Franstine Jones, NBPA President says “This article is just the tip of the iceberg with regards to how officers who have complaints of racism upheld against them are still allowed to remain in the police service.
The figures of dismissal revealed in the BBC Freedom of Information request show just how few officers are held to account. There are a number of Employment Tribunal claims of racism in the police that never go to tribunal but are settled instead. This also reflects in our communities where people have made complaints and have not seen the perpetrators held to account as the complainants have been bought off. This just hides the real extent of racism faced by black personnel and communities across England and Wales. The article also mentions that where allegations were upheld, officers received other disciplinary action. It would interesting to know if these officers went on to commit further acts of racism. Where is the learning from the McPherson report? Why is it that recommendation 57 has not been used to dismiss officers who have a finding of racism against them? There is a solution to this problem however it is clear that the powers that be choose not to effect the change that is necessary, to ensure that we have a police service that embraces difference.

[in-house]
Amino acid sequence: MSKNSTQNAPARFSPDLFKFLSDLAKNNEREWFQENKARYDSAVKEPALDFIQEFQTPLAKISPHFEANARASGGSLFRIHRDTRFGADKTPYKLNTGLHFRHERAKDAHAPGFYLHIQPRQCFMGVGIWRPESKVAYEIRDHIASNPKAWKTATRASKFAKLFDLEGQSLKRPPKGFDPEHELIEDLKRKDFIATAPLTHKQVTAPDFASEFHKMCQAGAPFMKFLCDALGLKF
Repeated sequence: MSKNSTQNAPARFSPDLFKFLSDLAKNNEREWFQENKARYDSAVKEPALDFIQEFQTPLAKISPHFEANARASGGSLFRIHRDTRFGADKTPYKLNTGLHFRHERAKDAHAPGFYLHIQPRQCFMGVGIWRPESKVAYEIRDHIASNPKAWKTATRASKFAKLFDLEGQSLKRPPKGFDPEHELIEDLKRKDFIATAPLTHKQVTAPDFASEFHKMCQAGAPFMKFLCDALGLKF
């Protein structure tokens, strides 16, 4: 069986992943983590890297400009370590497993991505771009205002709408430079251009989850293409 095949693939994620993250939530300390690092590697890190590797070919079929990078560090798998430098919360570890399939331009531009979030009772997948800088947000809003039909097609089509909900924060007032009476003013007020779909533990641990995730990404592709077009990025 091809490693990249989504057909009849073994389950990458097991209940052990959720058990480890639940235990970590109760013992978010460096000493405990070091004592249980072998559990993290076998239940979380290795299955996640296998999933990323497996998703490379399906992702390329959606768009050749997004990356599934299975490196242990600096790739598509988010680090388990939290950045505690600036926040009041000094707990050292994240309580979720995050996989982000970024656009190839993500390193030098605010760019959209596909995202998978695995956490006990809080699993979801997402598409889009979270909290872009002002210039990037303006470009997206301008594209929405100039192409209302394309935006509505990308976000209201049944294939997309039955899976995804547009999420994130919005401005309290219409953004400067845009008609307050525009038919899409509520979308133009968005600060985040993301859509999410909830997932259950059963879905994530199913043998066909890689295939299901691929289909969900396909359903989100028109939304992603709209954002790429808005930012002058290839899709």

Police and Crime Commissioners (PCC’s) were elected to hold their police forces to account. I would like to see PCC’s taking an active interest in complaints of racism, after all the money taken to settle these cases are taken from public funds.
A zero tolerance to racism is what is needed so that both internal and external BAME communities will have confidence in the complaints system. The police need to build the trust of the communities it serves so that it has a legitimate position in modern day society.”
National Black Police Association (NBPA) President
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